Fire can signify destruction, but it can also mark a rebirth. On Wednesday night at London’s Brixton Academy, flames gave rise to a new beginning for Twenty One Pilots. Branded as “A Complete Diversion,” the one-off show opened with a blaze. As the lights dimmed, drummer Josh Dun emerged from the darkness, clad in a black face mask and hoodie, holding a fiery torch aloft before climbing behind his kit. With a thump of the kick drum singer Tyler Joseph, also in a black mask, joined him, heralded by the rise of more flames on an actual car at the back of the stage. The vehicle burned, and with no words of welcome, the music began.
The performance aptly opened with “Jumpsuit,” a new song from Twenty One Pilot’s upcoming fifth album Trench, out October 5th. The pulsating song, which shifts between heavy rock tones and acoustic whispers, recounts an apocalyptic tale, a story revealed in the track’s music video, which also features the car in flames. That was the initial mood set by the Ohio duo, and the visually driven conceptual aesthetic played out through “Levitate,” another new one. But this concert wasn’t simply about unveiling new material or in reveling in end-of-days imagery. Instead, the musicians made the night about the fans who have waited so long for their return.
“This is our first show in over a year,” Joseph told the audience midway through the hour-long set. “I gotta get back in show shape! My legs are hurting, but I think I’m good. We haven’t played in London in almost two years now. It feels so good to be back here. We kind of view this city as a second home of ours.” Over the encouraging screams of the crowd, he added, “Thank you for letting us show you a few new songs we’ve never played before.”
Other previously unperformed numbers included “Nico and the Niners,” an early album standout that acts as a narrative accompaniment to “Jumpsuit,” and “My Blood,” a darkly wrought tune that premiered last month. The rest of the evening was spent on fan favorites, many of which came off 2015’s Grammy-winning album Blurryface, another semi-conceptual disc. As the band unleashed “Lane Boy,” a fast-talking rap number, Joseph urged the audience to “get low.” The entire room, which holds nearly 5,000, crouched as two men in white coats and masks ran forward through pillars of white smoke to spray more smoke out over the crowd.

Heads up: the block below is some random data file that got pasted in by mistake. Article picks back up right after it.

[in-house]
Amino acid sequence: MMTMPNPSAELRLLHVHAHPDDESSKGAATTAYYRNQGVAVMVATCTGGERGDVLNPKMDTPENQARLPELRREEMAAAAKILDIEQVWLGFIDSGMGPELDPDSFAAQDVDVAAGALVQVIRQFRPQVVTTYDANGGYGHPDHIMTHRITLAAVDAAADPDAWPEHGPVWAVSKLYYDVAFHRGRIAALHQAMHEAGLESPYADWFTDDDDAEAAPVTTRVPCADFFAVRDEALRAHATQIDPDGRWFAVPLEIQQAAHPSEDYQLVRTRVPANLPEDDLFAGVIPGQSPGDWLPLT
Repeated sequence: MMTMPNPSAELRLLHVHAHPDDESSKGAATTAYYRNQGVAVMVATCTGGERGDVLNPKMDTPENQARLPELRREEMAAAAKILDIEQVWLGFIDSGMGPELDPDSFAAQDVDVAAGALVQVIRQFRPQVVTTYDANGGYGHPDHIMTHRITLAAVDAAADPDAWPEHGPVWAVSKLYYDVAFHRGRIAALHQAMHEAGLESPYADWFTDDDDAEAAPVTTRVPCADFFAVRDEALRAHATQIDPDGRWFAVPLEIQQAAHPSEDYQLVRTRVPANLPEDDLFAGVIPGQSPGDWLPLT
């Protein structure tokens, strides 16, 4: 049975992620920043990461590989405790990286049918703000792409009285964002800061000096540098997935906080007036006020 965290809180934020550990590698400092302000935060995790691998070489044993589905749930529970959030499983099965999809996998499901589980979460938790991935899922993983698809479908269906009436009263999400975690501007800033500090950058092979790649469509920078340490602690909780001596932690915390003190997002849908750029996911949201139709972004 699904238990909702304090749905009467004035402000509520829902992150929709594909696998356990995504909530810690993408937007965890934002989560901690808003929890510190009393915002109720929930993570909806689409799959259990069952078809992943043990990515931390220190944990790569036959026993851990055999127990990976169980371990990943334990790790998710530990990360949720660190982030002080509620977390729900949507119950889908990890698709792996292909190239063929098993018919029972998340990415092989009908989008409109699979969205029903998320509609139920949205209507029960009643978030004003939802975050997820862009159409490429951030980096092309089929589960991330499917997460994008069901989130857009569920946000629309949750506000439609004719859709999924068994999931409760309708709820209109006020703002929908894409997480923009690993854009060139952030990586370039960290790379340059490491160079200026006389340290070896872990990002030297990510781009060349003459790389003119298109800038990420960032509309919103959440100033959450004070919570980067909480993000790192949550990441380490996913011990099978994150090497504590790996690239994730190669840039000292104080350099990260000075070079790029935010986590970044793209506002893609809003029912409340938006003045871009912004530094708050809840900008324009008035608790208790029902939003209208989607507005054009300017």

Joseph and Dun involved the fans, many of whom arrived decorated in yellow masking tape to celebrate the color scheme of the new album, as much as possible. During “Ride,” a chilled-out single off Blurryface, Dun climbed on top of a small drum kit held up by the fans, revealing a deep trust that those in the audience wouldn’t send him tumbling to the venue floor. The duo also delivered with the set list: Popular single “Stressed Out” got its due with a fan sing-along and “Holding On to You,” from 2011’s Regional at Best, took on deep emotional heft (it also concluded with Dun back-flipping from the piano).
Whether this is what fans can expect from Twenty One Pilots’ upcoming global trek, the Bandito Tour, which kicks off October 16th in Nashville, is uncertain. The car on fire is likely to be a central visual to the album and its live promotion, and the duo’s tendency to constantly change outfits and don various masks throughout last night’s performance suggests that a more theatrical element will emerge. After the band announced they’d be back to London next March, adding a third date at Wembley’s SSE Arena, Joseph hinted, “When we come back we’re going to show you a lot of things you’ve never seen before.”
This abridged set was just a taste of what might be to come. The singer was clearly pleased to be back in front of a crowd, often grinning as he leapt around the stage and later scaled the venue wall onto the balcony during “Car Radio.” “I have so many pages of things I want to talk to you guys about,” he noted, without mentioning what any of them were. The performance ended with another kind of blaze during “Trees.” The pair of musicians both climbed on small platforms again held up by fans, slamming dual bass drums in unison, as white smoke surged from the stage, the car re-ignited behind. A mass of yellow confetti exploded, obscuring and then revealing the musicians as they smiled and took a bow.
“We Don’t Believe What’s on TV”
“Nico and the Niners”
“Holding on to You”